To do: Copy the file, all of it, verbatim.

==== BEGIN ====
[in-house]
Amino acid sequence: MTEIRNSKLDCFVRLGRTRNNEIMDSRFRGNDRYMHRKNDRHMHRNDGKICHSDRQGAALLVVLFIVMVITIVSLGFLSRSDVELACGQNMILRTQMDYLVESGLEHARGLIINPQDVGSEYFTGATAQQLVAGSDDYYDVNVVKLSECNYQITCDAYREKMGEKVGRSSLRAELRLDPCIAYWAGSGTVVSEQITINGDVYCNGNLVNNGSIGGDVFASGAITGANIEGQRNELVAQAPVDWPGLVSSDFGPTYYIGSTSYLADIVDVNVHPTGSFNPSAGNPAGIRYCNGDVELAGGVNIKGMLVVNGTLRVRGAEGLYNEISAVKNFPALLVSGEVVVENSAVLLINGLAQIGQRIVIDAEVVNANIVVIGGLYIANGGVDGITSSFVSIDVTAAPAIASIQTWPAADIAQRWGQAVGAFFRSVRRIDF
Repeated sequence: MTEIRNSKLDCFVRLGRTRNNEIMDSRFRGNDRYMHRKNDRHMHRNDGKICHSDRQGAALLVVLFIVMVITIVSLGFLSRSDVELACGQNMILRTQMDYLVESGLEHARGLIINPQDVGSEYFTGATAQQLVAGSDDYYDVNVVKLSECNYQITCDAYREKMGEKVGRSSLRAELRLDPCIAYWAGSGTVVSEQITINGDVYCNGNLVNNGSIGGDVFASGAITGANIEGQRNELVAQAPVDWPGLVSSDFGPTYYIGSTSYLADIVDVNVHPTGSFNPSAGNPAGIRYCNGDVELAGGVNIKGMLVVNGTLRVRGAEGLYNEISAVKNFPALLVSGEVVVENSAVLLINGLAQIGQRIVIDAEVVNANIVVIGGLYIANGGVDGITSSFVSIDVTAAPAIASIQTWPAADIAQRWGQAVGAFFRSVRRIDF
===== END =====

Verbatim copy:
[in-house]
Amino acid sequence: MTEIRNSKLDCFVRLGRTRNNEIMDSRFRGNDRYMHRKNDRHMHRNDGKICHSDRQGAALLVVLFIVMVITIVSLGFLSRSDVELACGQNMILRTQMDYLVESGLEHARGLIINPQDVGSEYFTGATAQQLVAGSDDYYDVNVVKLSECNYQITCDAYREKMGEKVGRSSLRAELRLDPCIAYWAGSGTVVSEQITINGDVYCNGNLVNNGSIGGDVFASGAITGANIEGQRNELVAQAPVDWPGLVSSDFGPTYYIGSTSYLADIVDVNVHPTGSFNPSAGNPAGIRYCNGDVELAGGVNIKGMLVVNGTLRVRGAEGLYNEISAVKNFPALLVSGEVVVENSAVLLINGLAQIGQRIVIDAEVVNANIVVIGGLYIANGGVDGITSSFVSIDVTAAPAIASIQTWPAADIAQRWGQAVGAFFRSVRRIDF
Repeated sequence: MTEIRNSKLDCFVRLGRTRNNEIMDSRFRGNDRYMHRKNDRHMHRNDGKICHSDRQGAALLVVLFIVMVITIVSLGFLSRSDVELACGQNMILRTQMDYLVESGLEHARGLIINPQDVGSEYFTGATAQQLVAGSDDYYDVNVVKLSECNYQITCDAYREKMGEKVGRSSLRAELRLDPCIAYWAGSGTVVSEQITINGDVYCNGNLVNNGSIGGDVFASGAITGANIEGQRNELVAQAPVDWPGLVSSDFGPTYYIGSTSYLADIVDVNVHPTGSFNPSAGNPAGIRYCNGDVELAGGVNIKGMLVVNGTLRVRGAEGLYNEISAVKNFPALLVSGEVVVENSAVLLINGLAQIGQRIVIDAEVVNANIVVIGGLYIANGGVDGITSSFVSIDVTAAPAIASIQTWPAADIAQRWGQAVGAFFRSVRRIDF